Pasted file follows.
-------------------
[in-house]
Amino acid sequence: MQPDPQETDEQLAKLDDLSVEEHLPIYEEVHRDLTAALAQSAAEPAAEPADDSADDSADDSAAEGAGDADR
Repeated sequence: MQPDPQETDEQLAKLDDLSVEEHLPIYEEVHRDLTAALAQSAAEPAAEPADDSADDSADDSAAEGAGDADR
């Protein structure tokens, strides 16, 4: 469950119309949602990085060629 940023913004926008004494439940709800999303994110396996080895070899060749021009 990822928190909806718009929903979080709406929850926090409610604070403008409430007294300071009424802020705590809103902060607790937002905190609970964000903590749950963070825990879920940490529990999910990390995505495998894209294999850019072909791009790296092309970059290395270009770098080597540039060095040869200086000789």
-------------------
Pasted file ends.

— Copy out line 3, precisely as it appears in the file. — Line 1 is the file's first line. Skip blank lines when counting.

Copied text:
Repeated sequence: MQPDPQETDEQLAKLDDLSVEEHLPIYEEVHRDLTAALAQSAAEPAAEPADDSADDSADDSAAEGAGDADR